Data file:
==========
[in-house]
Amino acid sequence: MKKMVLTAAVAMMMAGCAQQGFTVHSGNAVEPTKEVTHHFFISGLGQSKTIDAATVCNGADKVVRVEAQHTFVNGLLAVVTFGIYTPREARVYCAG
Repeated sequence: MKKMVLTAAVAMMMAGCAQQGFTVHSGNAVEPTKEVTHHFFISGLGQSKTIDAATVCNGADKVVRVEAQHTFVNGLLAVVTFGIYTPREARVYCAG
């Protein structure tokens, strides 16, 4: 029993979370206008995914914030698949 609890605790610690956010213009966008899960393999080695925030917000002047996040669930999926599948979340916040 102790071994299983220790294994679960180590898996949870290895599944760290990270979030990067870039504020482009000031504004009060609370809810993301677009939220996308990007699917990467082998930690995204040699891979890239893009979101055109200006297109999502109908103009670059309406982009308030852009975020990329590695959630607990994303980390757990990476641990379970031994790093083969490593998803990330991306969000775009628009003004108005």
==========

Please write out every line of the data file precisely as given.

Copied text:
[in-house]
Amino acid sequence: MKKMVLTAAVAMMMAGCAQQGFTVHSGNAVEPTKEVTHHFFISGLGQSKTIDAATVCNGADKVVRVEAQHTFVNGLLAVVTFGIYTPREARVYCAG
Repeated sequence: MKKMVLTAAVAMMMAGCAQQGFTVHSGNAVEPTKEVTHHFFISGLGQSKTIDAATVCNGADKVVRVEAQHTFVNGLLAVVTFGIYTPREARVYCAG
């Protein structure tokens, strides 16, 4: 029993979370206008995914914030698949 609890605790610690956010213009966008899960393999080695925030917000002047996040669930999926599948979340916040 102790071994299983220790294994679960180590898996949870290895599944760290990270979030990067870039504020482009000031504004009060609370809810993301677009939220996308990007699917990467082998930690995204040699891979890239893009979101055109200006297109999502109908103009670059309406982009308030852009975020990329590695959630607990994303980390757990990476641990379970031994790093083969490593998803990330991306969000775009628009003004108005």